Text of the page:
Minimally invasive surgery often sees robots acting as a surgeon's hands inside the patient's body. Such robots are large and cost several million dollars, and although smaller handheld instruments are out there, their straight-stick design means they're not as dexterous as a skilled surgeon's own hands. A new "needle driver" from a University of Michigan startup, FlexDex Surgical, is designed to precisely mimic the motions of a surgeon's wrist and translate it to a tiny flexible claw, with no electronic or computerized components.

Anchored just above the surgeon's wrist, the FlexDex has a gyroscopic handle that can be rotated, twisted, and angled in three dimensions, while the rest of the device stays still. Those motions are translated through a cable down the length of a metal shaft to the tip, where a two-pronged clamp closely follows those instructions like a tiny robotic replica of the surgeon's own hand.

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The pinchable claw and precise rotation lets the FlexDex specialize in internal suturing. For existing devices, a task that fiddly usually requires big, awkward movements on the surgeon's side, but the FlexDex's center of rotation is in the same spot as the human wrist. According to the team, that means its movements aren't inverted like other instruments.

"If I move my hand up, the device tip goes up," says Jim Geiger, co-inventor of the Flexdex. "Wherever I move my hand, the tip of this instrument follows."

The long-used Da Vinci line of surgical robots may be more versatile and provide finer control, but they also come with multi-million-dollar price tags that can keep them out of reach of small or remote hospitals. For a much more reasonable US$500, the FlexDex can help these facilities provide minimally invasive surgery, which is less traumatic and painful than being cut right open, and takes far less recovery time.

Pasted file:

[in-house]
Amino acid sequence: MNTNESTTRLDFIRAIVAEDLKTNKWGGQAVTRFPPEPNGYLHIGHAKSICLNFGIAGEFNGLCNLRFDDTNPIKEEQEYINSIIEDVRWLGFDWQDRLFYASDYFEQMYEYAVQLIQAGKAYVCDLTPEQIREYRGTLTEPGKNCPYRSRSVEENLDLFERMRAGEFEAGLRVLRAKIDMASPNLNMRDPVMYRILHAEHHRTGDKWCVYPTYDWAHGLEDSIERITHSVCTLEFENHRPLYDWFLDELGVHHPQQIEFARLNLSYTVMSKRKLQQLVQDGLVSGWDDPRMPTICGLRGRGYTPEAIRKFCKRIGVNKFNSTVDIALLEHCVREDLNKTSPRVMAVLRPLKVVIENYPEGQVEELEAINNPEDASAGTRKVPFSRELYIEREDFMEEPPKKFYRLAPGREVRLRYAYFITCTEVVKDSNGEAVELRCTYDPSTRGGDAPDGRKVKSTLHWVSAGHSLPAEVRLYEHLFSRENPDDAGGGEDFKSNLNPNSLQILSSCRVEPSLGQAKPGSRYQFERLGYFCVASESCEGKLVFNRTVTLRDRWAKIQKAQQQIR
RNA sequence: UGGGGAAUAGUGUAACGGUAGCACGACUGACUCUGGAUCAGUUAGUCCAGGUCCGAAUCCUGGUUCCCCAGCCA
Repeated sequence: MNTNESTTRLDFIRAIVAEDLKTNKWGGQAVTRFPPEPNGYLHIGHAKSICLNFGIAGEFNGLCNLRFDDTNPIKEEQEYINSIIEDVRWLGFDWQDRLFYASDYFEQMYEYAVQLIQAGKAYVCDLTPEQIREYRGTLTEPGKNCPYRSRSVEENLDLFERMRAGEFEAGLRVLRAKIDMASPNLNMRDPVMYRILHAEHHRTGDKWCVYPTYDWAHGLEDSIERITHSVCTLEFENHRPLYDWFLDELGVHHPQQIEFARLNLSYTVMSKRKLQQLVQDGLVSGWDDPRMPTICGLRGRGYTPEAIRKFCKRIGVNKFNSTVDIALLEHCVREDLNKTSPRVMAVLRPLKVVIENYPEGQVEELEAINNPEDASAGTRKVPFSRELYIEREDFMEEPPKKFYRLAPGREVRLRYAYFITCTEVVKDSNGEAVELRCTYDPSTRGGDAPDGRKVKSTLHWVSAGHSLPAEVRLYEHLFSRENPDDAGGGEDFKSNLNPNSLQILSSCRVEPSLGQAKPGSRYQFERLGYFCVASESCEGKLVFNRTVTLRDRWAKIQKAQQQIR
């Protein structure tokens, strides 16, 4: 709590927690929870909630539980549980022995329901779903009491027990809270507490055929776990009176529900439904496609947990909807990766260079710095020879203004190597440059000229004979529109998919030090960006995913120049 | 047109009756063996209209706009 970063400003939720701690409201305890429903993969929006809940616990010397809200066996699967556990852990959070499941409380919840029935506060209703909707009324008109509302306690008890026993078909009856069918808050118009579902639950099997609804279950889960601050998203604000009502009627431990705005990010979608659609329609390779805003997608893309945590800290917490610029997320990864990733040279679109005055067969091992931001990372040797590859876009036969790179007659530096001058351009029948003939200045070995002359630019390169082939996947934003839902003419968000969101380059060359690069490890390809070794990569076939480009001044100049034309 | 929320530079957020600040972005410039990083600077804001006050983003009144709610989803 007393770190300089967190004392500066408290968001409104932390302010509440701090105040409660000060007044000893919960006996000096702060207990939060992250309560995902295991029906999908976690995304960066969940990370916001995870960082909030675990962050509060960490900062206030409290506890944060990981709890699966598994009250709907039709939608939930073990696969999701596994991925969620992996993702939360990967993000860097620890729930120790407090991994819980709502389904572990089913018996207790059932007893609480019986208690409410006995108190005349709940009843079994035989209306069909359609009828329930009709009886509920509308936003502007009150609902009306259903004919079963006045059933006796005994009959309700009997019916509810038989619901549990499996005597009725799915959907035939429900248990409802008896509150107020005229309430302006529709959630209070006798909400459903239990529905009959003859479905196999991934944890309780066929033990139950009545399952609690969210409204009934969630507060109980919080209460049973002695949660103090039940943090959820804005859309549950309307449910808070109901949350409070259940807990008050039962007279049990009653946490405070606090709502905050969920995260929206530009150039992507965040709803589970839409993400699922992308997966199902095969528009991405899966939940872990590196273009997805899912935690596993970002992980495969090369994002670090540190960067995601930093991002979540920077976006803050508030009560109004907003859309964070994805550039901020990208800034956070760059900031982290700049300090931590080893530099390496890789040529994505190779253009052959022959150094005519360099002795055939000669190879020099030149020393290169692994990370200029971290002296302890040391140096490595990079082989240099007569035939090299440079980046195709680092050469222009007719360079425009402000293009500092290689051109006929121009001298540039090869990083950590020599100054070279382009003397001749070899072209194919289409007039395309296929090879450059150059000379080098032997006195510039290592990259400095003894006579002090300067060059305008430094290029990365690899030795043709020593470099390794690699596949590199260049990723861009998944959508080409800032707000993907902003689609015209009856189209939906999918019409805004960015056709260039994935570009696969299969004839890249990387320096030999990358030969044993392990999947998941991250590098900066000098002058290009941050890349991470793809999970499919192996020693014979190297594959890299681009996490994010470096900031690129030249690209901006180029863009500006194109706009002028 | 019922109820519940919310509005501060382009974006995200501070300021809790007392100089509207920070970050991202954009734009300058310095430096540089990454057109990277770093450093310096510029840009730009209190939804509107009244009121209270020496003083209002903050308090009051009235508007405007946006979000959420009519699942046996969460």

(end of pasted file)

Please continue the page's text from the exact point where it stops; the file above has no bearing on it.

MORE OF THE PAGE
"I was amazed by the sophistication of the (Da Vinci) technology," says Shorya Awtar, co-inventor of the FlexDex device. "At the same time, I had a strong instinct that this functionality can be achieved much more simply and cost-effectively. At its price point, this technology would not reach patients across the globe."

So far, the device has been tested in a few different procedures for examining abdominal organs and inside the lungs, but in future FlexDex plans to put it to work treating hernias, and in hysterectomies and prostate cancer removal.

"This is the culmination of 10 years of effort and to know that the device is performing exactly as we expected it would, impacting patients' lives in a positive way — it's an amazing feeling," says Geiger. "We always saw the potential, but now it's crystallized."

While similar devices, like Vanderbilt University's mechanical wrist, are in the process of being patented and approved by the US FDA, it could still be a few years before they start appearing on the market. FlexDex Surgical, meanwhile, is already beginning to ship its instruments throughout the US, and the company hopes to eventually expand to the rest of the world. Besides the claw tip, the team is also working on releasing other instruments for the system over the next year.

The researchers demonstrate the FlexDex device in the video below.

Source: University of Michigan

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